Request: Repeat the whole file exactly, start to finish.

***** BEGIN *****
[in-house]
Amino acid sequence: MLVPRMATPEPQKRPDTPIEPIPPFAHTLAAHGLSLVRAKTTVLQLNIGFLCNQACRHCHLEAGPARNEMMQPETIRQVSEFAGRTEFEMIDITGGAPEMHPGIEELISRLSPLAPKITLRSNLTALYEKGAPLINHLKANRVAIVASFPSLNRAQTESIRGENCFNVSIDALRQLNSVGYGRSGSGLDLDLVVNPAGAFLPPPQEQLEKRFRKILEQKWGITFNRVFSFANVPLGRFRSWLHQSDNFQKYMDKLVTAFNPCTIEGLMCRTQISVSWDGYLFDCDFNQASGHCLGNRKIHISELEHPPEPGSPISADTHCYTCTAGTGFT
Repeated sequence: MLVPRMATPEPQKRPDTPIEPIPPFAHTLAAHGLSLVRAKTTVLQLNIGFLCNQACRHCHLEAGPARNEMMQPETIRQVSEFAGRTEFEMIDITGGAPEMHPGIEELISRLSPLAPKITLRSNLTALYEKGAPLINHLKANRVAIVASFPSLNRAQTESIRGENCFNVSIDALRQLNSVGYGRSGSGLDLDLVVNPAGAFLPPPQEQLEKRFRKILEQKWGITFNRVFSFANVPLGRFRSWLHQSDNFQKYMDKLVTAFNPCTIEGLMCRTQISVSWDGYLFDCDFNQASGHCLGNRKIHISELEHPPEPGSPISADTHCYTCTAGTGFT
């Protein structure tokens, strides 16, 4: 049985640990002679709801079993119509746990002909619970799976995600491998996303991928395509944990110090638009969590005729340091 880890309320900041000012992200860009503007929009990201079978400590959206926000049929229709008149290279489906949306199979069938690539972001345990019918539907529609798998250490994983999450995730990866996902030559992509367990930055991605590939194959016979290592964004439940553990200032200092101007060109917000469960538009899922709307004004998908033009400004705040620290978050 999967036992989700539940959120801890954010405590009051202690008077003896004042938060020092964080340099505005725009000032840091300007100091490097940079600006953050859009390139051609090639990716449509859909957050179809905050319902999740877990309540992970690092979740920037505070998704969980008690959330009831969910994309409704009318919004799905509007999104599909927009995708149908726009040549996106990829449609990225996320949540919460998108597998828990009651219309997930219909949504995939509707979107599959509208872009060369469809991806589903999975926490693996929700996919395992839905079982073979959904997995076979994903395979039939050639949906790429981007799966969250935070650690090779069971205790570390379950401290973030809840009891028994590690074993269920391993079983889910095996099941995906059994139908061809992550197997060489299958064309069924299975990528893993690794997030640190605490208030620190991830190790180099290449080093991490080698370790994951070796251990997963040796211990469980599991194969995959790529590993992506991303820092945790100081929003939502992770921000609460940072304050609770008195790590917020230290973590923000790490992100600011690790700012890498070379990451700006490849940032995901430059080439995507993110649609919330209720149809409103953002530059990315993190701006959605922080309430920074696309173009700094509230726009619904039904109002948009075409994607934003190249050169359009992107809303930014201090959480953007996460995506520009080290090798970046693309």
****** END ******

[in-house]
Amino acid sequence: MLVPRMATPEPQKRPDTPIEPIPPFAHTLAAHGLSLVRAKTTVLQLNIGFLCNQACRHCHLEAGPARNEMMQPETIRQVSEFAGRTEFEMIDITGGAPEMHPGIEELISRLSPLAPKITLRSNLTALYEKGAPLINHLKANRVAIVASFPSLNRAQTESIRGENCFNVSIDALRQLNSVGYGRSGSGLDLDLVVNPAGAFLPPPQEQLEKRFRKILEQKWGITFNRVFSFANVPLGRFRSWLHQSDNFQKYMDKLVTAFNPCTIEGLMCRTQISVSWDGYLFDCDFNQASGHCLGNRKIHISELEHPPEPGSPISADTHCYTCTAGTGFT
Repeated sequence: MLVPRMATPEPQKRPDTPIEPIPPFAHTLAAHGLSLVRAKTTVLQLNIGFLCNQACRHCHLEAGPARNEMMQPETIRQVSEFAGRTEFEMIDITGGAPEMHPGIEELISRLSPLAPKITLRSNLTALYEKGAPLINHLKANRVAIVASFPSLNRAQTESIRGENCFNVSIDALRQLNSVGYGRSGSGLDLDLVVNPAGAFLPPPQEQLEKRFRKILEQKWGITFNRVFSFANVPLGRFRSWLHQSDNFQKYMDKLVTAFNPCTIEGLMCRTQISVSWDGYLFDCDFNQASGHCLGNRKIHISELEHPPEPGSPISADTHCYTCTAGTGFT
């Protein structure tokens, strides 16, 4: 049985640990002679709801079993119509746990002909619970799976995600491998996303991928395509944990110090638009969590005729340091 880890309320900041000012992200860009503007929009990201079978400590959206926000049929229709008149290279489906949306199979069938690539972001345990019918539907529609798998250490994983999450995730990866996902030559992509367990930055991605590939194959016979290592964004439940553990200032200092101007060109917000469960538009899922709307004004998908033009400004705040620290978050 999967036992989700539940959120801890954010405590009051202690008077003896004042938060020092964080340099505005725009000032840091300007100091490097940079600006953050859009390139051609090639990716449509859909957050179809905050319902999740877990309540992970690092979740920037505070998704969980008690959330009831969910994309409704009318919004799905509007999104599909927009995708149908726009040549996106990829449609990225996320949540919460998108597998828990009651219309997930219909949504995939509707979107599959509208872009060369469809991806589903999975926490693996929700996919395992839905079982073979959904997995076979994903395979039939050639949906790429981007799966969250935070650690090779069971205790570390379950401290973030809840009891028994590690074993269920391993079983889910095996099941995906059994139908061809992550197997060489299958064309069924299975990528893993690794997030640190605490208030620190991830190790180099290449080093991490080698370790994951070796251990997963040796211990469980599991194969995959790529590993992506991303820092945790100081929003939502992770921000609460940072304050609770008195790590917020230290973590923000790490992100600011690790700012890498070379990451700006490849940032995901430059080439995507993110649609919330209720149809409103953002530059990315993190701006959605922080309430920074696309173009700094509230726009619904039904109002948009075409994607934003190249050169359009992107809303930014201090959480953007996460995506520009080290090798970046693309």